Tuesday, April 21, 2009

Rock On, Dude ...

... or ... On Rock, Jude

This is what we saw when we arrived to babysit for a little while this afternoon: big holes, big rocks.

All the kids want to do is fence in the place so that Nikki Dee and Zachary (when he's ready) can play outside safely. But the bedrock is close to the surface here — to say the least. The fence guys started with a big auger yesterday but had to augment that with a drill. Then they went back for a bigger drill, but it still wasn't enough.

So the backhoe arrived today, and was busy digging out huge holes for little fence posts ... because that's the only way they could dig out and move the rocks that you see in the next two photos.

Is that crazy or what?! It took two guys to pivot the rock in the next picture into the bucket because the backhoe wasn't able to get a proper purchase. Big sucker, eh?

Fortunately, the kids back onto a wooded area, so it was easy to dispose of the rocks, and that's what's going on in the next two photos.

In Sarnia, we had about a million feet of clay before you got the bedrock (enough to build a railway tunnel through the clay under the St Clair River anyway) but here in Eastern Ontario it's right below the surface in many places.

I have been enjoying a partial break from blogging and commenting so far this week, but I had to take a break from my break to show and tell you this little story.


KGMom said...

Rock on indeed. I bet that wasn't what they had in mind when they first decided to put in a fence.
But it provided a day's entertainment, no doubt.

Amanda said...

It's amazing that a simple enough job has turned into a much bigger one!
My kids would have enjoyed watching the digger all day!

Ruth said...

We fenced in our yard when our children came along and put in a sandbox and swings. But they always wanted to be out in the front yard and on the sidewalk where they could meet other people. The backyard was like a "time-out" spot. Many new subdivisions have sidewalks just on one side of the road now.
Have a good week.

Ghazala Khan said...

Interview Request

Hello Dear and Respected,
I hope you are fine and carrying on the great work you have been doing for the Internet surfers. I am Ghazala Khan from The Pakistani Spectator (TPS), We at TPS throw a candid look on everything happening in and for Pakistan in the world. We are trying to contribute our humble share in the webosphere. Our aim is to foster peace, progress and harmony with passion.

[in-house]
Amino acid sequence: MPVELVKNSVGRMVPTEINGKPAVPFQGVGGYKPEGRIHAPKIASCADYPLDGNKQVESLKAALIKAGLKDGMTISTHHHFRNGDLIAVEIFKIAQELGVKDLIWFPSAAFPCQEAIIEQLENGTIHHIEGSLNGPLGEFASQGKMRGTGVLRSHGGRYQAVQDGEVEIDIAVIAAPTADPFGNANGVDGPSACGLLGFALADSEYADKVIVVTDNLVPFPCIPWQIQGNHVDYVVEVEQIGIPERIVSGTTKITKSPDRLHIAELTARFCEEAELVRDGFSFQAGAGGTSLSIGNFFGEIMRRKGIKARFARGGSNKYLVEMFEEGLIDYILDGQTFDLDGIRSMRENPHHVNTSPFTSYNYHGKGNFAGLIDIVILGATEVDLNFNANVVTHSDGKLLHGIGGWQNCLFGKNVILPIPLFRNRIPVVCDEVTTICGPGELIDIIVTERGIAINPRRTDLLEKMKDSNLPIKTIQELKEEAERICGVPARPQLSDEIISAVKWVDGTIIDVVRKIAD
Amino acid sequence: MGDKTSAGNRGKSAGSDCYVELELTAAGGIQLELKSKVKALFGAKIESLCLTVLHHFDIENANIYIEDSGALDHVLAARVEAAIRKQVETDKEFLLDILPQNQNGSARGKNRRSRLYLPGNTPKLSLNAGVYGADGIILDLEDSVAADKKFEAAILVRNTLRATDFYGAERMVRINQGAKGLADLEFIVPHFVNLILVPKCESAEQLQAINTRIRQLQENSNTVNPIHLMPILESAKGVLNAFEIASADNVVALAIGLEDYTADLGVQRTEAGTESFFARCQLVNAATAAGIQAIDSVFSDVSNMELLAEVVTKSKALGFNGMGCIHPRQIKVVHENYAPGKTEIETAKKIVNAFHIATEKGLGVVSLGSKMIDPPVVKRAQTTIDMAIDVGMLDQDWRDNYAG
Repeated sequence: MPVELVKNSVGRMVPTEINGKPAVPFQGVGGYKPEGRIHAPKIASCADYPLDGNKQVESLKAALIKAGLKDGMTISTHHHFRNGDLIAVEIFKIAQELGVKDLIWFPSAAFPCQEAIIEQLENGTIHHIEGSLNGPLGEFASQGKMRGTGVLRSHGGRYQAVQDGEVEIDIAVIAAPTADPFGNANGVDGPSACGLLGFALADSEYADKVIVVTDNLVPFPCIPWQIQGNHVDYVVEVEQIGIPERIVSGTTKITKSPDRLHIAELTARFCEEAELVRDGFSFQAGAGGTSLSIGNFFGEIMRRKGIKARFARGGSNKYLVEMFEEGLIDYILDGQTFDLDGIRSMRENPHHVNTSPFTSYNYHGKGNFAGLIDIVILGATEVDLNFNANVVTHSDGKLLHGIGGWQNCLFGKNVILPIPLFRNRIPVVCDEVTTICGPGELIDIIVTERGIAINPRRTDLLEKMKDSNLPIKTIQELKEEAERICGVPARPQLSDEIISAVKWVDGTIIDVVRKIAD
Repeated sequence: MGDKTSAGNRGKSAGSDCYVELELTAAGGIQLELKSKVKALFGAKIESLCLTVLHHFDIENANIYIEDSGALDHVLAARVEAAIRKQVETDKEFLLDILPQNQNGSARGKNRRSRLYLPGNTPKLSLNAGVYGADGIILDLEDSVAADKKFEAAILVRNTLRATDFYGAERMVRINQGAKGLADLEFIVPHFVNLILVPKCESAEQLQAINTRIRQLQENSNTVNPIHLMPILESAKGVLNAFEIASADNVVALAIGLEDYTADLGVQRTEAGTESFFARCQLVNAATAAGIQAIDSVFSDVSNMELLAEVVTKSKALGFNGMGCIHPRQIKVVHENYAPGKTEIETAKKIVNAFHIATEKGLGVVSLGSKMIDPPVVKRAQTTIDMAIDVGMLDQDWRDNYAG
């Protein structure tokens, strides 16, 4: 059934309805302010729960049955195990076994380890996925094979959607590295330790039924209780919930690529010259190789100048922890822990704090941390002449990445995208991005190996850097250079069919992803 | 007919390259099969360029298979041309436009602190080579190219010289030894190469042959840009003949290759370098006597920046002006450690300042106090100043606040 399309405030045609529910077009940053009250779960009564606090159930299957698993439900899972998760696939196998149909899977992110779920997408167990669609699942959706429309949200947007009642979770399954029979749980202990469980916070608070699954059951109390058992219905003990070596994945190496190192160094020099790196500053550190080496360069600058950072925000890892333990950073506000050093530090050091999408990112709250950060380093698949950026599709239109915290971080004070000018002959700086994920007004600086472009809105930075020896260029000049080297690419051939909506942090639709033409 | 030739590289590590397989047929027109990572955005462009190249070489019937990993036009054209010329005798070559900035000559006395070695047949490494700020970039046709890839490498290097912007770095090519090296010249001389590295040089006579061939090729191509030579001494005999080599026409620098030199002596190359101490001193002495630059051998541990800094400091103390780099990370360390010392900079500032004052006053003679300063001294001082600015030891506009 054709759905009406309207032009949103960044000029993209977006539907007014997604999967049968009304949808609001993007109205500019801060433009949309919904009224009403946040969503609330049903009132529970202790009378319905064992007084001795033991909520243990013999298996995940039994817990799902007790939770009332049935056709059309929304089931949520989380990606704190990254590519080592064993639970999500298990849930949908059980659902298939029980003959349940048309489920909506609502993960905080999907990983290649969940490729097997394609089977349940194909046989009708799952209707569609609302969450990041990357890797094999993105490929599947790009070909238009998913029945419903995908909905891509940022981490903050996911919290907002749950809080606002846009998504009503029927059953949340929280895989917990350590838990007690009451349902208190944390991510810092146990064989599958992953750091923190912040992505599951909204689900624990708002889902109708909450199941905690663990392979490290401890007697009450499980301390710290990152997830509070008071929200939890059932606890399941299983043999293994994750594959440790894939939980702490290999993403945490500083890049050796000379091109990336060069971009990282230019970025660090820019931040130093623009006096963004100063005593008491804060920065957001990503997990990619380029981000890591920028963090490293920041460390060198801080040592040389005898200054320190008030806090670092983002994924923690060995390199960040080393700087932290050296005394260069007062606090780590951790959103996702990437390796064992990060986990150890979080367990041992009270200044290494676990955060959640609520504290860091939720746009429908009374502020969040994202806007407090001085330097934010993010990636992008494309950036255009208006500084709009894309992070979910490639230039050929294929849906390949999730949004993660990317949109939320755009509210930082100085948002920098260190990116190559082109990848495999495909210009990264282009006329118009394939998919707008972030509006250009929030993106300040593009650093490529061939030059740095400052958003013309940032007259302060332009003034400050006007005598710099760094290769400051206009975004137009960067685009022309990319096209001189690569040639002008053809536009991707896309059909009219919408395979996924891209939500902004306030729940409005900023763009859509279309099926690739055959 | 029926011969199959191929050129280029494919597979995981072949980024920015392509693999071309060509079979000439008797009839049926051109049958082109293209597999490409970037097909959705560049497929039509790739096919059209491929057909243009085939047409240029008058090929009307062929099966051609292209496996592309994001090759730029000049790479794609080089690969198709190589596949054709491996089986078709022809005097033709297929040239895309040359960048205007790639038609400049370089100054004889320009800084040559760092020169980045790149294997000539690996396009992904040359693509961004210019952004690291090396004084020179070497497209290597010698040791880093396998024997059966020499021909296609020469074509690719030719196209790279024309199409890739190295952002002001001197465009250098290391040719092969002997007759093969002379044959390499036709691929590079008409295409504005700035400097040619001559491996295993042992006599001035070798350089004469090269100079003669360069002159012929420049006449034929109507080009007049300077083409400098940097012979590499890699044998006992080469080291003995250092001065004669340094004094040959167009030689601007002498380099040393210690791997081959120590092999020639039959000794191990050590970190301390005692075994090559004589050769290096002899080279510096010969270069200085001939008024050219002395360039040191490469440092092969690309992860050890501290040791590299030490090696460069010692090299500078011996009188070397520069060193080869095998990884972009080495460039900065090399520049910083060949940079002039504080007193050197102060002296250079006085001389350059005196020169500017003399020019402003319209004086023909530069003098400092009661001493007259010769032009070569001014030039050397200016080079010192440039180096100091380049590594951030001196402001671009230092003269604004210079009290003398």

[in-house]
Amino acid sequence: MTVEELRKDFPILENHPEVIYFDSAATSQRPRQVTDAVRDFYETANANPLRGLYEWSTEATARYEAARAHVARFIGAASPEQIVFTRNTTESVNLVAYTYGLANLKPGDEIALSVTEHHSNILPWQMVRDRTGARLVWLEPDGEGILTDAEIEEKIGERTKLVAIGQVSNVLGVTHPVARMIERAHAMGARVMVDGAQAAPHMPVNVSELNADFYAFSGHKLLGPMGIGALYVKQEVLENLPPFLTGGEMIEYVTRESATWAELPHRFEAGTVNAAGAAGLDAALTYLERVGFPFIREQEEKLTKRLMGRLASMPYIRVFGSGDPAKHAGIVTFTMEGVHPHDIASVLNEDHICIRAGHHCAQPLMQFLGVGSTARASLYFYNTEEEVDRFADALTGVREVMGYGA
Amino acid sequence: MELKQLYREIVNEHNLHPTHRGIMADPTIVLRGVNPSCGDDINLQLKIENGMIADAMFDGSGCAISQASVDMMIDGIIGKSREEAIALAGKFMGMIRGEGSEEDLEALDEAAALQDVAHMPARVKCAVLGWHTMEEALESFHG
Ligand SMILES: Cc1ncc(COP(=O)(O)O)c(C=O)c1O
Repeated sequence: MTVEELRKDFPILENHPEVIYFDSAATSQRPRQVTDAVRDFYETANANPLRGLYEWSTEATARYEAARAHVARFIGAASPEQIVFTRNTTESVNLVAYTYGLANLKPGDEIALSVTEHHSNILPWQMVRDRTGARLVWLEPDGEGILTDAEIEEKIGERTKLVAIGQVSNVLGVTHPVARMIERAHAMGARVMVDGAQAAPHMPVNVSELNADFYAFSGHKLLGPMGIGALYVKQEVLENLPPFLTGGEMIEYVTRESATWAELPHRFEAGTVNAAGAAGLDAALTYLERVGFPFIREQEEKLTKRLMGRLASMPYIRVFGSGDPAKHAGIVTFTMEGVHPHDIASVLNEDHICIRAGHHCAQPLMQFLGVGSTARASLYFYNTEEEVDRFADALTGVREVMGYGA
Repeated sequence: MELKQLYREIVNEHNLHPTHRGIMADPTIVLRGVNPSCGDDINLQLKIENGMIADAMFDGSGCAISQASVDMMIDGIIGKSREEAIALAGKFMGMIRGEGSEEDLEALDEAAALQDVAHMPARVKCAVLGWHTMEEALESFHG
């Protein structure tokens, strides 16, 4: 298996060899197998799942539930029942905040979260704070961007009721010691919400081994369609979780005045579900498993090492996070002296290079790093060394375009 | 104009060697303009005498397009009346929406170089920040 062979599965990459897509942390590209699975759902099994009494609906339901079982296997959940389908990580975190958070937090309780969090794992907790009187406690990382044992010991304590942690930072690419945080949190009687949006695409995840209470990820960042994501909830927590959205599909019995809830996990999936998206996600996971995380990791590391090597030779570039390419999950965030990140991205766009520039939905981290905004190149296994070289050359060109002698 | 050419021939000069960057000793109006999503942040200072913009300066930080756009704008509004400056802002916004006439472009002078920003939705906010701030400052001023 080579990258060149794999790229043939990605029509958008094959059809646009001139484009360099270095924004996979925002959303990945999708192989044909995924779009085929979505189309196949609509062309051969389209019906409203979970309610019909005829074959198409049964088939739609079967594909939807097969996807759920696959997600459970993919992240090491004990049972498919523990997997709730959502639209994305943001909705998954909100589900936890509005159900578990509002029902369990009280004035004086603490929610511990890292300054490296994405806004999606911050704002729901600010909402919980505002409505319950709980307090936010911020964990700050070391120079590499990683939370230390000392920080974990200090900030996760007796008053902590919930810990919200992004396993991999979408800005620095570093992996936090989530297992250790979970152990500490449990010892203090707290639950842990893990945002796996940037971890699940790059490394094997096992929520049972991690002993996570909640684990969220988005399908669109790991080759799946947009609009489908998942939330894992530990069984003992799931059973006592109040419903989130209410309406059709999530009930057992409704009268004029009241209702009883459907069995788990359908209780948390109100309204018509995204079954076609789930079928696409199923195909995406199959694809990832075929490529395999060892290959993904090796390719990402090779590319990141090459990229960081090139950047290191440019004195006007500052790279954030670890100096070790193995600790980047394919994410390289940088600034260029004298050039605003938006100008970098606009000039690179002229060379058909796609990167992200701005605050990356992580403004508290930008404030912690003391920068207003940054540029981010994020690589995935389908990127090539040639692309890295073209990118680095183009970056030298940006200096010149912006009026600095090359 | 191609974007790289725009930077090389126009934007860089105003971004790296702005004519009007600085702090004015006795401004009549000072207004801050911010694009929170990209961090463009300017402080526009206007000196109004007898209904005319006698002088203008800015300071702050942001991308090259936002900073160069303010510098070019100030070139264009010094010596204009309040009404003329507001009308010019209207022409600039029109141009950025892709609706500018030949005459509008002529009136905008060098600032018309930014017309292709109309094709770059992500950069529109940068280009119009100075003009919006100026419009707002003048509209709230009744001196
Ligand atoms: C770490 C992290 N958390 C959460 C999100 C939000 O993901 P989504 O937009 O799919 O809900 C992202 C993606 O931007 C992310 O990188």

We at TPS are carrying out a new series of interviews with the notable passionate bloggers, writers, and webmasters. In that regard, we would like to interview you, if you don't mind. Please send us your approval for your interview at my email address "ghazala.khi at gmail.com", so that I could send you the Interview questions. We would be extremely grateful.


Ghazala Khan
The Pakistani Spectator

Mary said...


Wow! And I thought our yard was rocky, but it has nothing like these huge boulders. It is just small rocks, but are still very hard to dig. We did find one big one and have it in the side flower bed. It was quite unique in shape and had many little holes in it. Reminded me of a fossil, so I kept it for decoration.

We don't have a fenced yard. We are on a corner and have very little backyard...side and front yard only and not too much of that either.

The fence will be well worth it, as the kids will be able to play outdoors. Thanks for sharing. This is amazing.

Donna said...

That's a BIG job!! And some big rocks!! Happy break!!hughugs

Garnetrose said...

I am glad our yard is not that rocky. Looks like quite a job they are doing there. *s*

We all have to take a break in blogging at times. As long as it is not a really long one like my one break was. I am trying not to take that long again. *s*

Mary G said...

We spent a day sounding for a rockless spot to set a post for a clothesline.
Ah, the joys of Eastern Ontario.
Glad to see your post.

ChrisB said...

Wow those are some rocks -good job they didn't have to be moved far after all the effort to dig them out.

Tossing Pebbles in the Stream said...

I hope you give an interview to The Pakistan Spectator.

I would have only dug posts in at the corners. The one's in between I would just leave on the ground in those precast blocks that hold the bottom of the post. It looks like it is going to be an expensive job.

Lorna said...

Uncharacteristically for me, I could only think how expensive that fence was going to be...

Pearl said...

not a lawn ornament of them huh?

good thing to have petrol-muscle now and then.

Mara said...

Well, if they would have wanted a rock garden, it shouldn't be too hard (or too expensive...)

Woman in a Window said...

THAT is some serious rock. We've a clay base. I think my husband will appreciate that more right now as he put the posts in.

Enjoy your break!

PBS said...

Rock can certainly be an obstacle to fences and mailbox posts, too! Interesting pictures of the equipment.

mreddie said...

Interesting story - looks like enough rock to build a fence with. We mostly have sand or clay around here - it is said that our area was an ancient sea bed. ec

dabrah said...

I will never complain about our heavy clay soil again. What a huge job, just to put in some fence posts!